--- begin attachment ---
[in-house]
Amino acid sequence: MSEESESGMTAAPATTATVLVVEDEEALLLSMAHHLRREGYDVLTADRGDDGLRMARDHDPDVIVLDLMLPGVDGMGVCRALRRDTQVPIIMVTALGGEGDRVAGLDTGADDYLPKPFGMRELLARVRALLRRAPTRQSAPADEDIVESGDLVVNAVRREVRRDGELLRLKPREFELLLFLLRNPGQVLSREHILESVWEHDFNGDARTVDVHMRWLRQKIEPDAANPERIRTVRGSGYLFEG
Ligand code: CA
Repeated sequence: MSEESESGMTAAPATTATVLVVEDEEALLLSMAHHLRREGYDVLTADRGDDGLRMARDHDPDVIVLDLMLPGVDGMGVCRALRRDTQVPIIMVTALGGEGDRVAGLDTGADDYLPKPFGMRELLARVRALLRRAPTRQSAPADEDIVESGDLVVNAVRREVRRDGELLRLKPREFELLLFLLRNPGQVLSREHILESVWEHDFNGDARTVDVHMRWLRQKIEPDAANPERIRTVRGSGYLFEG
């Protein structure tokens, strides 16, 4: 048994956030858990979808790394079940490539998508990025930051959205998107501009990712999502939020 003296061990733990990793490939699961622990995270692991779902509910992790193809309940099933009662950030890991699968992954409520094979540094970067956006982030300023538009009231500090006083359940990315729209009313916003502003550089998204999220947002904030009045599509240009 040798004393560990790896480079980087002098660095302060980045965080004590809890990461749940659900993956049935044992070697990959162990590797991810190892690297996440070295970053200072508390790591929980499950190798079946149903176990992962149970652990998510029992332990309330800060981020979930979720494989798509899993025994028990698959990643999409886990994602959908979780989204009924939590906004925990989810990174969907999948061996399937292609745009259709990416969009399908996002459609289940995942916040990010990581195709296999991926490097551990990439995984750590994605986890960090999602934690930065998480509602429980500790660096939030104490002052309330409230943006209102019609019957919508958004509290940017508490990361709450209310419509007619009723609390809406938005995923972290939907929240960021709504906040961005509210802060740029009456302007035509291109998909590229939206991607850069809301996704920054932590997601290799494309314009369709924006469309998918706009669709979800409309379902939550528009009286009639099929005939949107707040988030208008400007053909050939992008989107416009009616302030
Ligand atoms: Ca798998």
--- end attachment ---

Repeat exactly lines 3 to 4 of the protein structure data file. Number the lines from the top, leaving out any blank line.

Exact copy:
Ligand code: CA
Repeated sequence: MSEESESGMTAAPATTATVLVVEDEEALLLSMAHHLRREGYDVLTADRGDDGLRMARDHDPDVIVLDLMLPGVDGMGVCRALRRDTQVPIIMVTALGGEGDRVAGLDTGADDYLPKPFGMRELLARVRALLRRAPTRQSAPADEDIVESGDLVVNAVRREVRRDGELLRLKPREFELLLFLLRNPGQVLSREHILESVWEHDFNGDARTVDVHMRWLRQKIEPDAANPERIRTVRGSGYLFEG